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Beloiters, from classroom to Fulbrights to CLS instructors

July 22, 2013

From Fulbrights to semesters abroad, Edie Furniss’07 and Anna Bryan’10 each have a lengthy history with Russia and its language. Now they share that passion with students in Beloit’s Center for Language Studies.

Below, these Beloiters talk about how they fell in love with the language, their time in the country, and what it feels like to be teaching in the program that helped them gain proficiency in the first place.

What made you want to study Russian?

Edie Furniss: When I was in middle school, an exchange student from Cheboksary, Russia, named Lena lived with our family. That might have planted the seed. But I've always loved studying languages, and Russian attracted me because it was less common and I love the way it sounds.

Anna Bryan: I started studying Russian in high school, pretty much by chance. The spring before I started high school, I got a mailing from the Russian program (sent to all incoming freshman) listing the top ten reasons to study Russian and inviting me to a free dinner. My mom and I went, and were treated to a delicious meal: dumplings and borscht prepared by the students and salads and cake bought from a local Russian store. During the meal, I also got a chance to chat with students, visit the cozy and decorated classroom, and see a slideshow of pictures from the bi-annual spring break trips to Russia. On the way home, I told my mom that I wanted to study Russian and travel to Russia. Since then, I've never looked back!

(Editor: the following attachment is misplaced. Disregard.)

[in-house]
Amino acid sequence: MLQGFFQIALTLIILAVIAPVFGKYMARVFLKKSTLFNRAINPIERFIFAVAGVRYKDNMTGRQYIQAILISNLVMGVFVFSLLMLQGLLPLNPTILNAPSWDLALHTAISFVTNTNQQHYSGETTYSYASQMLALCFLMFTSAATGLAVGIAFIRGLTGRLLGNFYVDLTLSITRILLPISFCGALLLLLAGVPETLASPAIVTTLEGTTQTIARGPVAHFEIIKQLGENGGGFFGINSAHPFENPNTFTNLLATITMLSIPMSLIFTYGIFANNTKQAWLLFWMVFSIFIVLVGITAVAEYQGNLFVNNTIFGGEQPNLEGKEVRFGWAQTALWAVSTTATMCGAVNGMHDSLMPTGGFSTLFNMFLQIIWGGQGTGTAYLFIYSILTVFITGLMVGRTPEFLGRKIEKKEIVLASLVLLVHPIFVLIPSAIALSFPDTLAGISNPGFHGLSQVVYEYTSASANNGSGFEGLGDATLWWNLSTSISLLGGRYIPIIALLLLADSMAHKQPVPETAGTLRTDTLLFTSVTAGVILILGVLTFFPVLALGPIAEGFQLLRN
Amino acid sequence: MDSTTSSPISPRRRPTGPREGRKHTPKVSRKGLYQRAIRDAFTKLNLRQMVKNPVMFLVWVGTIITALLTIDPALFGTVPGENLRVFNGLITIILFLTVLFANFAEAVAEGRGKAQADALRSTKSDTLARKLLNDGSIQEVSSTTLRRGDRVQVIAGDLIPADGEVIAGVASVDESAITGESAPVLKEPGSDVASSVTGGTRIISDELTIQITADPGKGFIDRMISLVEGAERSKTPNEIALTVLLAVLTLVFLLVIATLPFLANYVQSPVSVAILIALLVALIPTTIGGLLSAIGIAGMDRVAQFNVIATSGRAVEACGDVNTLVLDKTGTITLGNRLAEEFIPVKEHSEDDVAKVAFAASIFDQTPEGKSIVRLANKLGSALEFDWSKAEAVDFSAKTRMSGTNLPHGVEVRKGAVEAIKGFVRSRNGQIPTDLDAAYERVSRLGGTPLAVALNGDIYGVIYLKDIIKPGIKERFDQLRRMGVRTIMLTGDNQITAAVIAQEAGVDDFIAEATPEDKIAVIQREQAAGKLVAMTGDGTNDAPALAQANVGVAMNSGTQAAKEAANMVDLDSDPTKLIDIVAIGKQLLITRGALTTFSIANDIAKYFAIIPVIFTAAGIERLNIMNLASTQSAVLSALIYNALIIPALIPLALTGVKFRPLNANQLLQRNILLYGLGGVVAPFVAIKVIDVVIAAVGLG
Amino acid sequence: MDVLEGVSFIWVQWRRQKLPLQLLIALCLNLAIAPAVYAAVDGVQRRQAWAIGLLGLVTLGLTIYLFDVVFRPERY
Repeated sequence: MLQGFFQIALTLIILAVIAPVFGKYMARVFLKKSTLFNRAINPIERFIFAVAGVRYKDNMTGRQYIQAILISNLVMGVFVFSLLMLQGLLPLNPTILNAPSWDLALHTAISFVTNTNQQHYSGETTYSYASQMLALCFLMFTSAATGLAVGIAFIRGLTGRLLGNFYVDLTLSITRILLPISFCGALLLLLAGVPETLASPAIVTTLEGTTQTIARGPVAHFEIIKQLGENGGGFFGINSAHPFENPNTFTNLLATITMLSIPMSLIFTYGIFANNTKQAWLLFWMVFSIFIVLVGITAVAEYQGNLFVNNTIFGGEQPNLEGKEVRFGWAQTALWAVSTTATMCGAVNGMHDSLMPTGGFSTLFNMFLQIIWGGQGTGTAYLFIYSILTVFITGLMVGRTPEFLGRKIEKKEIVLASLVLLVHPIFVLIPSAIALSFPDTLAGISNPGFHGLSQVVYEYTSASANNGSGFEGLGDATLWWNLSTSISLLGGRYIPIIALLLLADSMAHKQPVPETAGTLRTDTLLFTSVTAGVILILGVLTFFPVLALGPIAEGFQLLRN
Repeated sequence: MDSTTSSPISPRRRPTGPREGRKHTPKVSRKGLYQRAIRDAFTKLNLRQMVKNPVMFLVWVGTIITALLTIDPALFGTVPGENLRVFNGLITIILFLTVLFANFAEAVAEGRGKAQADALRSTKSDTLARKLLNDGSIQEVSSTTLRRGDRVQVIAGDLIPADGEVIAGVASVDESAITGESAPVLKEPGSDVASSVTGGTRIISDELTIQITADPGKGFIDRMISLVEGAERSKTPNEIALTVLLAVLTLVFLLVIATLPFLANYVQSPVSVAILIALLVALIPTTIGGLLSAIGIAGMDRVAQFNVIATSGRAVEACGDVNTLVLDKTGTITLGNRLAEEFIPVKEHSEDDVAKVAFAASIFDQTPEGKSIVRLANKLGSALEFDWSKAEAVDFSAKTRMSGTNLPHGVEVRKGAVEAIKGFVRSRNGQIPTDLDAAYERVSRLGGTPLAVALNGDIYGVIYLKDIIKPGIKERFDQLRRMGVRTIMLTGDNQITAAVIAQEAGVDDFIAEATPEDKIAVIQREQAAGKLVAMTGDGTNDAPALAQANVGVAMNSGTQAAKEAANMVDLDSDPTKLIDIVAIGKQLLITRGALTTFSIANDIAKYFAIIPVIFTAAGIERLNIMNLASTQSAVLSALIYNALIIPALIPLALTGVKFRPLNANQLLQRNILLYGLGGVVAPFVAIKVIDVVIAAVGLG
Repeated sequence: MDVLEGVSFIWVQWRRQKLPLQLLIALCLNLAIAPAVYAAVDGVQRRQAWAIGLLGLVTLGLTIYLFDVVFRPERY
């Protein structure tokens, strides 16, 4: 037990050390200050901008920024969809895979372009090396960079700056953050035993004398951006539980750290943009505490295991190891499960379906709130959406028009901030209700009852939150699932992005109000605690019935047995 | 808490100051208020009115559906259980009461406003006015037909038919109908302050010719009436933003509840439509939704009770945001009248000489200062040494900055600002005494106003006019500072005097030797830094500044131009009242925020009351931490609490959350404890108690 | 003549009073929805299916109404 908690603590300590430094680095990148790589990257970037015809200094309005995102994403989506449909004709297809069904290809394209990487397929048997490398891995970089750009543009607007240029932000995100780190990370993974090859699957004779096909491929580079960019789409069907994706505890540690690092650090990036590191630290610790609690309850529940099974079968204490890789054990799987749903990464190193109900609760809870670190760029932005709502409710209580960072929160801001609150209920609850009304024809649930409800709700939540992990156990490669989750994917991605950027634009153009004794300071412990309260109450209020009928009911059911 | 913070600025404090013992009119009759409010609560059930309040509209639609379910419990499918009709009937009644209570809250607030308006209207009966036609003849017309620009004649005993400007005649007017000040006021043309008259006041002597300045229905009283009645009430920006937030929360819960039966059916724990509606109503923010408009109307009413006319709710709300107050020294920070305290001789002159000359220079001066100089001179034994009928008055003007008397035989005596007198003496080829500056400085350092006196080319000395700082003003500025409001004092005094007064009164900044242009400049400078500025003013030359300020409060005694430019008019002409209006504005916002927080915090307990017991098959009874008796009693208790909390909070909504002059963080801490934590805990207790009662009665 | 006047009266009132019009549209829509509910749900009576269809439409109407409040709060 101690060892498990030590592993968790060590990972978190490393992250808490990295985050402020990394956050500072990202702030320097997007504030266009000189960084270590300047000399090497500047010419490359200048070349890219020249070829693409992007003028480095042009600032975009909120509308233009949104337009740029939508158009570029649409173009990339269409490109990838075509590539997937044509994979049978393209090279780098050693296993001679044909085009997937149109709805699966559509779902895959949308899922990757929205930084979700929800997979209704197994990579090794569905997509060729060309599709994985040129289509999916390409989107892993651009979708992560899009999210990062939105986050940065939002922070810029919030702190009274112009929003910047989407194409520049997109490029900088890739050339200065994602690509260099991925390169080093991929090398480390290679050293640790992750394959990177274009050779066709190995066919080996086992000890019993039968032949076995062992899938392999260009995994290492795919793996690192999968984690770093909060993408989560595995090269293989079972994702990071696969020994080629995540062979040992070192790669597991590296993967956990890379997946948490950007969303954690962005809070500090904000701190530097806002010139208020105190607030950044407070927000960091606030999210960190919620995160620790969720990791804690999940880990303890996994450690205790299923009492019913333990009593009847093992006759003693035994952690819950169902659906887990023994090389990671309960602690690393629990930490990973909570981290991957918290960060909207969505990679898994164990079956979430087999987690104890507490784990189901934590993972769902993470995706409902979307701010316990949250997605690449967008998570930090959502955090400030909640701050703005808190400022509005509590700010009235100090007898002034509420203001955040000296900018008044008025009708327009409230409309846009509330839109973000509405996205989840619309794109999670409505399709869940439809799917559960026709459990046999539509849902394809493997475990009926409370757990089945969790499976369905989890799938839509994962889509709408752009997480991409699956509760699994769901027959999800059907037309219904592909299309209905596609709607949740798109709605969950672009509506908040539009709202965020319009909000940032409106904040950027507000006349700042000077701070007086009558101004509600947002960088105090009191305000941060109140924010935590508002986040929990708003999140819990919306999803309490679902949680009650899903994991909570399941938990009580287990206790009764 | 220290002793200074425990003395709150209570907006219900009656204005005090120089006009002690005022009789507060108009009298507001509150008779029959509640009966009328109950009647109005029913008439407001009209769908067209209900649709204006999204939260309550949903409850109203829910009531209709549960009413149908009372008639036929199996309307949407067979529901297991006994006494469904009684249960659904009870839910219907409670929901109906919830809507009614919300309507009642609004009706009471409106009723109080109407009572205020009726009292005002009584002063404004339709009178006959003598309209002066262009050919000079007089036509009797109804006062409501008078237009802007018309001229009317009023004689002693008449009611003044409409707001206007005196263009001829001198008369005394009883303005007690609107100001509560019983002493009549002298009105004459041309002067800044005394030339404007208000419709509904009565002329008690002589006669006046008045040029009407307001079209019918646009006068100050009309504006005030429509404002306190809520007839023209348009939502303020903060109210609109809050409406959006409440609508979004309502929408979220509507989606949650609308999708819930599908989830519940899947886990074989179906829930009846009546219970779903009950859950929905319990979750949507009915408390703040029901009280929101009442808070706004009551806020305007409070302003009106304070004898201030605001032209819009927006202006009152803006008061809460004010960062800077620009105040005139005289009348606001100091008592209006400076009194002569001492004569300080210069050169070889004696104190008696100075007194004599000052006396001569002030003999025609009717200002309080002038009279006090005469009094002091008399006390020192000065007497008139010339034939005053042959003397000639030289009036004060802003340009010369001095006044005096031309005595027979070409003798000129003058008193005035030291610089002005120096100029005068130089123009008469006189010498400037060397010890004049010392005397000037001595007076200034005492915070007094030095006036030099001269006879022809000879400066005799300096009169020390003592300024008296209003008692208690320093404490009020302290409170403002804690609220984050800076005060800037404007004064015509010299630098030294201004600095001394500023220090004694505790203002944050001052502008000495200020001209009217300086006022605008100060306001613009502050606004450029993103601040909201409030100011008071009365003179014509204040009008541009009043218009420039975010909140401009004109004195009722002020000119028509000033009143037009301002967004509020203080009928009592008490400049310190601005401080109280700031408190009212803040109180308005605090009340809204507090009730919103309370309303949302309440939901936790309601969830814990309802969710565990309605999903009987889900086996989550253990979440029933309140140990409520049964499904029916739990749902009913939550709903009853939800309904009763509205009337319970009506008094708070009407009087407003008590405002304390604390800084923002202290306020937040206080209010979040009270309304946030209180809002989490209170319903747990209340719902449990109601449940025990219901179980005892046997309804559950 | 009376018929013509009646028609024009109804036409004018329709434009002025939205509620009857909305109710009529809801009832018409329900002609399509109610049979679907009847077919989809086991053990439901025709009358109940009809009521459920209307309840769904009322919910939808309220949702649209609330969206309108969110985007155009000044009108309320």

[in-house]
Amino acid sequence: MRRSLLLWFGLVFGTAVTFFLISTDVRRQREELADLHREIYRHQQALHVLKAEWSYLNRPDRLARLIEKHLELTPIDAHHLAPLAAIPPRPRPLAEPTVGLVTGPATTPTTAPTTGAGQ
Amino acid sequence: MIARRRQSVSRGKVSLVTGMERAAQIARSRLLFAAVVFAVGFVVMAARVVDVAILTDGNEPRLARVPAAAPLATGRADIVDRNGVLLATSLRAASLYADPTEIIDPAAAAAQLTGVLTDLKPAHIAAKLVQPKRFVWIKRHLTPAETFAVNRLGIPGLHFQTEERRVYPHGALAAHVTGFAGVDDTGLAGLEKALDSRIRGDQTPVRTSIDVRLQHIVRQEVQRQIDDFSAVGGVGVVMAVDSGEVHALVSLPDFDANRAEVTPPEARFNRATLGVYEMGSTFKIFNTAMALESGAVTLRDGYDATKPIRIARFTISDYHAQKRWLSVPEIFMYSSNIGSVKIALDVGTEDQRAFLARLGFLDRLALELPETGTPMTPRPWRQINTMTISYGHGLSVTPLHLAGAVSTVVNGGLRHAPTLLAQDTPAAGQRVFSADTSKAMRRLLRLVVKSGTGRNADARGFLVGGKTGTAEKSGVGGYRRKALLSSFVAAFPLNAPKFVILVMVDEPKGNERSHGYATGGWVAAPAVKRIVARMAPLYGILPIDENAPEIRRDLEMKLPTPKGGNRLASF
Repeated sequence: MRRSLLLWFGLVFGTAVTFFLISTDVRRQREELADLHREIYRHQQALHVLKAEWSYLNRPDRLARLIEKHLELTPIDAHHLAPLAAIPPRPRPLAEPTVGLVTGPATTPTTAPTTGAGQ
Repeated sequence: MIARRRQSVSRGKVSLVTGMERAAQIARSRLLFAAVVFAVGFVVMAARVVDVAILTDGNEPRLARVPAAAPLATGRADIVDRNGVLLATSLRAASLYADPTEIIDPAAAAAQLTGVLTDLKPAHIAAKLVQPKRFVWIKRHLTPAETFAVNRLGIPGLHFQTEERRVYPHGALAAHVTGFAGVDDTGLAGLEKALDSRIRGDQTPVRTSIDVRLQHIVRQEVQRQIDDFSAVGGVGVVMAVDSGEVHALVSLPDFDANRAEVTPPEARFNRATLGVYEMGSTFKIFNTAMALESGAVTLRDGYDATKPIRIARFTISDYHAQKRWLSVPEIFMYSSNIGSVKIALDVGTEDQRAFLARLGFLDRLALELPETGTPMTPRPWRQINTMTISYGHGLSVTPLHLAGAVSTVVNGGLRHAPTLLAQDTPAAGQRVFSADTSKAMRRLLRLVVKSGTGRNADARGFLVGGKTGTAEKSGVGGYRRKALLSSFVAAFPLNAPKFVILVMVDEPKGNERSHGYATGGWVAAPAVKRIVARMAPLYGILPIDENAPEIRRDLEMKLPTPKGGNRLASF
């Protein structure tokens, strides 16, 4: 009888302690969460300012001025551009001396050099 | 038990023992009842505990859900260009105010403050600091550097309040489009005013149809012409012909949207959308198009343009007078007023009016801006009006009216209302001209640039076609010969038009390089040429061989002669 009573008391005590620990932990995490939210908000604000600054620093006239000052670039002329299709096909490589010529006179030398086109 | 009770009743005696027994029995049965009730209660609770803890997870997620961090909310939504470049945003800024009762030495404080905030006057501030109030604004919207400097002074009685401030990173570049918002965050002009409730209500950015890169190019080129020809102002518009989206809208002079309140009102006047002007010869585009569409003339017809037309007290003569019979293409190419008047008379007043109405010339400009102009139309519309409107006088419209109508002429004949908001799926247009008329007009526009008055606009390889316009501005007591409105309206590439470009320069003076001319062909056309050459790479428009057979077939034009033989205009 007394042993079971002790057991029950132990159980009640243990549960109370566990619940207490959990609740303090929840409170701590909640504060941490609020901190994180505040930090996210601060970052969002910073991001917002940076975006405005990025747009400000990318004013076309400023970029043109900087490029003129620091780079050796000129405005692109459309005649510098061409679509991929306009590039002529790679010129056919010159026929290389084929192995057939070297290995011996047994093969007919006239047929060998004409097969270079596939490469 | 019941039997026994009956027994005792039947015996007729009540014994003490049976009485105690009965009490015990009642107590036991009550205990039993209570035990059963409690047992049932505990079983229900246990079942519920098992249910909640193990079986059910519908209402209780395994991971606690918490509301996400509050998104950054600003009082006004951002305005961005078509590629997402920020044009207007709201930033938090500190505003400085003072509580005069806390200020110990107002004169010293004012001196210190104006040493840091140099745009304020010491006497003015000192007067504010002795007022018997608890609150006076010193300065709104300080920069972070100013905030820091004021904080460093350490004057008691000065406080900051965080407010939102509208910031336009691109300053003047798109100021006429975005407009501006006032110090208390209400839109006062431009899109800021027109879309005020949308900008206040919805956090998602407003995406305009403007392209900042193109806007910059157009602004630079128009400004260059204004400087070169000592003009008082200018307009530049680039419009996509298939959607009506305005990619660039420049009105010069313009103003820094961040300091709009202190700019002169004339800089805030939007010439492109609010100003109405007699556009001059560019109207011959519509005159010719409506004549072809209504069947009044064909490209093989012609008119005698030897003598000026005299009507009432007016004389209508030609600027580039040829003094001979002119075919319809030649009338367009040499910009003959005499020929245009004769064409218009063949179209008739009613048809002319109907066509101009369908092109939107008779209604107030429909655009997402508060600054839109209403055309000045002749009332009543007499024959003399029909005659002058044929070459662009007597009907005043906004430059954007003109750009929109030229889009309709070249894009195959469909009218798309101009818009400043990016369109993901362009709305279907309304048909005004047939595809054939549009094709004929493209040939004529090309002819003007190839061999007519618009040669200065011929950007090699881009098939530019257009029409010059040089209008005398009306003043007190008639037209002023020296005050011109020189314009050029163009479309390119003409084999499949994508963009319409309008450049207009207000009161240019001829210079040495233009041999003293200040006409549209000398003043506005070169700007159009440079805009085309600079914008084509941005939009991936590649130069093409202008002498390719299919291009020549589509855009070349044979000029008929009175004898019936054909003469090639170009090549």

When did you participate in CLS as a student, and at what level?

EF: I attended CLS after my sophomore year at Beloit - I was in third-year Russian, and Irina Dolgaleva, who is still teaching at CLS, was one of my instructors.

AB: I took Russian 4 (Political Russian) with Olga Ogurtsova in the summer of 2008, right before studying abroad on Beloit's Moscow exchange program for the fall semester.

Can you talk about your time abroad in Russia, both as a student and after?

EF: I studied abroad immediately after completing third-year Russian at CLS, which had given me a big boost in my proficiency. I was already comfortable speaking by the time I arrived in Krasnodar (by the Black Sea, in southwestern Russia), which made life with my host family much more interesting and less intimidating. I was on the ACM study abroad program; I was really glad to have the opportunity to live with a family and see a part of Russia I probably wouldn't have had I studied in only Moscow or St. Petersburg.
After graduating from Beloit, I went to St. Petersburg for ten months on a Fulbright scholarship, where I did research on Russian teaching materials and attended graduate courses on intercultural communication.